New Zealand Rugby is getting too big for its boots and needs to be brought down a peg or two.
That's the message from the Wales Online rugby columnist Andy Howell, who said NZR boss Steve Tew had "bitten off more he can chew by threatening the nuclear option of not including the All Blacks in the international calendar following the 2019 World Cup in Japan."
The split in the game is highlighted by the UK-based Rugby World magazine's just-released list of most influential which snubs Tew and ranks England coach Eddie Jones above All Blacks supremo Steve Hansen.
Howell has waded in, stating "the ego of some New Zealanders seems to be out of control". He reckoned that coming from a small country with a tiny economy meant New Zealand rugby needed England and France more than the other way around.
"To think they could hold the northern hemisphere to ransom and demand money to face European teams is a bit fanciful," Howell writes.
"The Kiwis and Australians have been bleating about their revenue streams being hit hard every four years because the World Cup has resulted in a slashed Test schedule but that's no different to what happens to Wales and just about every other top-tier rugby nation.
"If I was European king-makers I'd call New Zealand's bluff and see if they carry out their threat.
"Personally, I couldn't care if they didn't come here for five or more years because the trouble with international rugby these days is everybody at the top end of it plays each other so often it's become like club football and the novelty of a fixture with the All Blacks or Springboks has long disappeared.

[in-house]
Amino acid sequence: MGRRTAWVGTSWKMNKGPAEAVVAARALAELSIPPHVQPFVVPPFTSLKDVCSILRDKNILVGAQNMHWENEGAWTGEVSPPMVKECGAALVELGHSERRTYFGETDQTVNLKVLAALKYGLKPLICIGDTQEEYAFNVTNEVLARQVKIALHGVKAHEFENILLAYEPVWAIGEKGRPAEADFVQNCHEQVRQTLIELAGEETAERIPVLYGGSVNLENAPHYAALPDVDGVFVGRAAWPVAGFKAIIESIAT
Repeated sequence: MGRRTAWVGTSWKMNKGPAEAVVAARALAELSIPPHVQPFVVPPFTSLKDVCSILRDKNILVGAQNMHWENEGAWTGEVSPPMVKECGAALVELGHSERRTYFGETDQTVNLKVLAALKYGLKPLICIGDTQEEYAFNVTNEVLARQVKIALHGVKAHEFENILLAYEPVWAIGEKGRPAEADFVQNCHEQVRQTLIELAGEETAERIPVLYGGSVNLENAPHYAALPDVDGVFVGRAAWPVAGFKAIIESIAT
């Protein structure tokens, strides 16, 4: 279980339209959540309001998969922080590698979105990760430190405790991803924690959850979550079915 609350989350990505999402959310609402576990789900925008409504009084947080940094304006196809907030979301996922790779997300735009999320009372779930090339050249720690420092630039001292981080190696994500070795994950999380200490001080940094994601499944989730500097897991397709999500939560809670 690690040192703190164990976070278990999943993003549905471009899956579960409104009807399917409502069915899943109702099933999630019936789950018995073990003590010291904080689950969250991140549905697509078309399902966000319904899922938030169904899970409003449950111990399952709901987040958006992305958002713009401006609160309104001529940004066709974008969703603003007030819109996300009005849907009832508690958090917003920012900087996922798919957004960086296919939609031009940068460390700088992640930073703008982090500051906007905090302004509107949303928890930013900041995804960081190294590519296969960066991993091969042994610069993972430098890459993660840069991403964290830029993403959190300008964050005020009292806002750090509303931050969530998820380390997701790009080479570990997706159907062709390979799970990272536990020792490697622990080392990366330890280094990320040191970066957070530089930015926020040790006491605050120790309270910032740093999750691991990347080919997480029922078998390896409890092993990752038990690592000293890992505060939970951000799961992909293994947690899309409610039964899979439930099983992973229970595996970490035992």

"...there would be only one winner if Europe ganged up on New Zealand - and it wouldn't be the All Blacks. If the New Zealanders don't want to play ball with the rest of the world it's up to them. Good luck!"
Howell's comments come at a time when NZR's campaign for a so-called global season has been knocked back by England's chief executive Ian Ritchie.
Meanwhile, Rugby World's top 50 of influential rugby figures includes a stack of administrators in the top 10 - even England's director of professional rugby Nigel Melville makes it. But Tew, who has helmed the union which has won the last two World Cups, misses out on the top 10.
Rugby World editor Owain Jones said the magazine "canvassed the opinions of the game's most informed journalists from all corners of the globe before putting together a panel to debate the merits of those put forward...that panel included RPA chairman Christian Day and former England fly-half Rob Andrew."
Argentina's Agustin Pichot tops the list - he is credited for getting rugby into the Olympics and Argentina into the Rugby Championship. Dan Carter, ranked at six, was the top rated current player. He is described as "the world's top point-scorer and a poster boy for the sport for a decade."
Wallaby flanker David Pocock was ninth: "for many, Pocock was the player of the World Cup and his principles on human rights matters set him as a man apart in a team game."
1 - Agustin Pichot (World Rugby vice-chairman)
2 - Eddie Jones (England coach)
3 - Steve Hansen (All Black coach)
4 - Bill Beaumont (World Rugby chairman)
5 - Paul Goze (French club competition boss)
6 - Dan Carter (ex-All Black)
7 - Fikile Mbalula (South Africa's Minister of Sport)
8 - Mark McCafferty (CEO of England's premiership)
9 - David Pocock (Wallaby flanker)
10 - Nigel Melville (England's director of professional rugby)